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Durham e-Theses
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Digital mixing consoles: parallel architectures and taskforce scheduling strategies

Linton, Ken N. (1995) Digital mixing consoles: parallel architectures and taskforce scheduling strategies. Doctoral thesis, Durham University.



This thesis is concerned specifically with the implementation of large-scale professional DMCs. The design of such multi-DSP audio products is extremely challenging: one cannot simply lash together n DSPs and obtain /7-times the performance of a sole device. M-P models developed here show that topology and IPC mechanisms have critical design implications. Alternative processor technologies are investigated with respect to the requirements of DMC architectures. An extensive analysis of M-P topologies is undertaken using the metrics provided by the TPG tool. Novel methods supporting DSP message-passing connectivity lead to the development of a hybrid audio M-P (HYMIPS) employing these techniques. A DMC model demonstrates the impact of task allocation on ASP M-P architectures. Five application-specific heuristics and four static-labelling schemes are developed for scheduling console taskforces on M-Ps. An integrated research framework and DCS engine enable scheduling strategies to be analysed with regard to the DMC problem domain. Three scheduling algorithms — CPM, DYN and AST — and three IPC mechanisms — FWE, NSL and NML — are investigated. Dynamic-labelling strategies and mix-bus granularity issues are further studied in detail. To summarise, this thesis elucidates those topologies, construction techniques and scheduling algorithms appropriate to professional DMC systems.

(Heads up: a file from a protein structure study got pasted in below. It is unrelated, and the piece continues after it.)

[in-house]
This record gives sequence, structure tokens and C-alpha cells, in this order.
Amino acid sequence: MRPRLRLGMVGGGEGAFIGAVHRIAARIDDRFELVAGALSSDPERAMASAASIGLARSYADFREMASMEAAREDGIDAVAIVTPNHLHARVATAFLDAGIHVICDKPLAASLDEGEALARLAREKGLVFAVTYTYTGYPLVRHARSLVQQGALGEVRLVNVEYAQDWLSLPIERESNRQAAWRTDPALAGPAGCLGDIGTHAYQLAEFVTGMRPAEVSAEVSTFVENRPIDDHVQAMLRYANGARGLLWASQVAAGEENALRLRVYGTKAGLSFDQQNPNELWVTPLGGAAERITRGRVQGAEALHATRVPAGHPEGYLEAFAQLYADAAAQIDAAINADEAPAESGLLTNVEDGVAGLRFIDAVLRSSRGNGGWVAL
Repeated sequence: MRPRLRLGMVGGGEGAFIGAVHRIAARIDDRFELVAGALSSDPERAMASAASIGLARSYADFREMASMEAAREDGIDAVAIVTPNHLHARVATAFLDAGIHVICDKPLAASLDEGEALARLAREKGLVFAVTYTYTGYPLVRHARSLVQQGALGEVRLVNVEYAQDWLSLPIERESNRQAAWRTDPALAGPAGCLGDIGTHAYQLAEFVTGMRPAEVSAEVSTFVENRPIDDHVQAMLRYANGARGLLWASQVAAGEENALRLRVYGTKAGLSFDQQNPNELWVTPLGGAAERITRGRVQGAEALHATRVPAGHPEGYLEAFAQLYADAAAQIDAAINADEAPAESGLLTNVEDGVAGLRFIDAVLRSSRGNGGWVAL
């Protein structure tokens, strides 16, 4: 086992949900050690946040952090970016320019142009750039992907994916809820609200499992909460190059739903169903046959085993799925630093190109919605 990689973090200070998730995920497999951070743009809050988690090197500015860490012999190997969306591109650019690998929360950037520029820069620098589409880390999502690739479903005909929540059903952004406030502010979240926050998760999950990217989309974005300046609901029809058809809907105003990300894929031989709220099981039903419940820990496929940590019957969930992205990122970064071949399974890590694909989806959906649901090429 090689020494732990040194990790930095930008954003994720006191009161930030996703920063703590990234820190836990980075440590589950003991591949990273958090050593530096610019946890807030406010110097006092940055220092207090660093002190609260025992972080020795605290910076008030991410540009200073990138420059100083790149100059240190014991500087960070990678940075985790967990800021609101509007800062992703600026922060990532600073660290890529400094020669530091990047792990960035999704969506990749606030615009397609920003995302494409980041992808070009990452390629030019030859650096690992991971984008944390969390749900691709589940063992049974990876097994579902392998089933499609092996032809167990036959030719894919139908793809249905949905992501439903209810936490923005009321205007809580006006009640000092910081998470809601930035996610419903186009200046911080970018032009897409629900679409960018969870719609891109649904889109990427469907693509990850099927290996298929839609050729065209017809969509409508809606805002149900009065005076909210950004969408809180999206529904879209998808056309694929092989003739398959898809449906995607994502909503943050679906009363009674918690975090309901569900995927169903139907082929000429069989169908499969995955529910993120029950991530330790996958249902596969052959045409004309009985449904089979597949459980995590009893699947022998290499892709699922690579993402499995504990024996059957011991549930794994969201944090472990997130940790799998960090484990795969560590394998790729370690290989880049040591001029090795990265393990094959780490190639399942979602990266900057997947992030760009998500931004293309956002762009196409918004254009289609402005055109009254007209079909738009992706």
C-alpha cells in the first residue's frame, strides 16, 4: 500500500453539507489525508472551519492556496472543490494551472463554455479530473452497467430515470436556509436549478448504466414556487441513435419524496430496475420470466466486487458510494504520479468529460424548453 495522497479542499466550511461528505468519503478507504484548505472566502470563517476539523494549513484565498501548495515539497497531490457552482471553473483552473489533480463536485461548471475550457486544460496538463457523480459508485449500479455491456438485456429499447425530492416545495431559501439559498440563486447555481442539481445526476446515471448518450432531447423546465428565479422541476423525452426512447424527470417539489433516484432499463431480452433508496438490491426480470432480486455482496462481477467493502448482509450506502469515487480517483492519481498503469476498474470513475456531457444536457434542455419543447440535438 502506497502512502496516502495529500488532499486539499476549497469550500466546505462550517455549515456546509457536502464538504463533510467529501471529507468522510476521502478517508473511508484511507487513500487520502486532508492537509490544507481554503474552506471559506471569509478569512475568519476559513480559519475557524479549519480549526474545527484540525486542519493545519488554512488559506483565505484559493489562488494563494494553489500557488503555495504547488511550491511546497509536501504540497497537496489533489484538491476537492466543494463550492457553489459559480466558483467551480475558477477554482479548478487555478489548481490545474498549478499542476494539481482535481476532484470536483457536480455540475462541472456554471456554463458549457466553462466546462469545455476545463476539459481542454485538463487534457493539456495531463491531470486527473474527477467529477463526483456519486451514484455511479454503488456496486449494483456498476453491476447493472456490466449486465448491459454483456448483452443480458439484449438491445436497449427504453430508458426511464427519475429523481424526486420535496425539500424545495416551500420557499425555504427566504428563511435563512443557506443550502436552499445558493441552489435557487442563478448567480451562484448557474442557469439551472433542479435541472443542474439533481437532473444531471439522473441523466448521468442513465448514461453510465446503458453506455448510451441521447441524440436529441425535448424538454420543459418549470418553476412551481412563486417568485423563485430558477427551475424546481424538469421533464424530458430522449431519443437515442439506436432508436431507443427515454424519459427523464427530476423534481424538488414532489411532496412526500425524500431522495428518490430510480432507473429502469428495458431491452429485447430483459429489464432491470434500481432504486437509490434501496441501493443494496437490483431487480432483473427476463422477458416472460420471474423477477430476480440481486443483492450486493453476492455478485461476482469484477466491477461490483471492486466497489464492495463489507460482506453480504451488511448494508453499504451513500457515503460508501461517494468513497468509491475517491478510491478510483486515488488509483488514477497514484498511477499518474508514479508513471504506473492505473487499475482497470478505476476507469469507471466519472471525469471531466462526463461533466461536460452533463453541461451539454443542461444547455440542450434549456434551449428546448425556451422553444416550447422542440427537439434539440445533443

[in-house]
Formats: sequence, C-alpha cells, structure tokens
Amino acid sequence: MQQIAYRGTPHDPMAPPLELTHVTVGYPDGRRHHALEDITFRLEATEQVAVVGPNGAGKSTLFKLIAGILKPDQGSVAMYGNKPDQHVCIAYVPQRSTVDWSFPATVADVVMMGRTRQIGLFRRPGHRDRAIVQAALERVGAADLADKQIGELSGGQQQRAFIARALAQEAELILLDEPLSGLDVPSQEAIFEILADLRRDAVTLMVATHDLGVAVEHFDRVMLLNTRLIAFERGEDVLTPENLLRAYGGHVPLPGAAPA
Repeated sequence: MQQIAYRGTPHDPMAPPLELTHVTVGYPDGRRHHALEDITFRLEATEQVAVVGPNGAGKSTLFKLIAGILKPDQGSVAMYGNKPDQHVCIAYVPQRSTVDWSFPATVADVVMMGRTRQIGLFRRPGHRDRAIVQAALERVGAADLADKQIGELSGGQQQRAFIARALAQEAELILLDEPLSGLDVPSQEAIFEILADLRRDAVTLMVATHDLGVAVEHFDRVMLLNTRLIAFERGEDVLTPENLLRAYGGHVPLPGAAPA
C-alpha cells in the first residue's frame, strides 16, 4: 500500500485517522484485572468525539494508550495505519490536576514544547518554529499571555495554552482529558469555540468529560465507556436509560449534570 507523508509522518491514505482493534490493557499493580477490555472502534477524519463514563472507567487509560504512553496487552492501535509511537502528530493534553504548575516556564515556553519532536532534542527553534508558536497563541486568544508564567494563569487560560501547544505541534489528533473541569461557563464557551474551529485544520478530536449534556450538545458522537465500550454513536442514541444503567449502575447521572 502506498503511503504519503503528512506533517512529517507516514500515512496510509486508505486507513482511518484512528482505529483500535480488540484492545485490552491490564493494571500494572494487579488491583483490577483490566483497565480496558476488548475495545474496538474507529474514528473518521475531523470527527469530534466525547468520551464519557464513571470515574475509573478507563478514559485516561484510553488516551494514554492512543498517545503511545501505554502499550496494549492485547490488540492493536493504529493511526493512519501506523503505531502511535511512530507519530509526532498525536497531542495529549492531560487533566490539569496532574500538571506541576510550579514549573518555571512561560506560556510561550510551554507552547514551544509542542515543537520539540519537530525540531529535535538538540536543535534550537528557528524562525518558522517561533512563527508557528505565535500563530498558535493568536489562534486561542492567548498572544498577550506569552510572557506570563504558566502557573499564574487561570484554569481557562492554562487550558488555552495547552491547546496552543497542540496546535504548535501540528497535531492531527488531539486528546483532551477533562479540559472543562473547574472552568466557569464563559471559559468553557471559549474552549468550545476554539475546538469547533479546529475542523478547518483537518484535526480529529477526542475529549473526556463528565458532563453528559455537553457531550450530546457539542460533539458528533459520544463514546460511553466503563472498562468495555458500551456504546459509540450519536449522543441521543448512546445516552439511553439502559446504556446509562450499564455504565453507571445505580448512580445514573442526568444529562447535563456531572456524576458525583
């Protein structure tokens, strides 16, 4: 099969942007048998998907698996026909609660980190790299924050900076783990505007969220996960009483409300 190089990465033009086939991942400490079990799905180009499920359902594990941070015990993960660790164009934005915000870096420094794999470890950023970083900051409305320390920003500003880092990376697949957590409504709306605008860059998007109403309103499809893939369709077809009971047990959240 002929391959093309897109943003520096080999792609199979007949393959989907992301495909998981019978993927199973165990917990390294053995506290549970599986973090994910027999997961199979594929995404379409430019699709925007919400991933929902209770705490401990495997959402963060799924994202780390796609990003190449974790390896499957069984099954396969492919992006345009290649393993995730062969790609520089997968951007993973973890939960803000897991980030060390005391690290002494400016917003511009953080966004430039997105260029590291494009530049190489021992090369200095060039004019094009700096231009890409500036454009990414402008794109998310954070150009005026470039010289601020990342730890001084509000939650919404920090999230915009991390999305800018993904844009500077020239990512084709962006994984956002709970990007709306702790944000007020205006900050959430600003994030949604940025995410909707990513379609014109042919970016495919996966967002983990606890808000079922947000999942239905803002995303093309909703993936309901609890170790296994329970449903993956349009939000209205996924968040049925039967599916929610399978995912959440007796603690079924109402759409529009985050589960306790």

Item Type:Thesis (Doctoral)
Award:Doctor of Philosophy
Thesis Date:1995
Copyright:Copyright of this thesis is held by the author
Deposited On:24 Oct 2012 15:09

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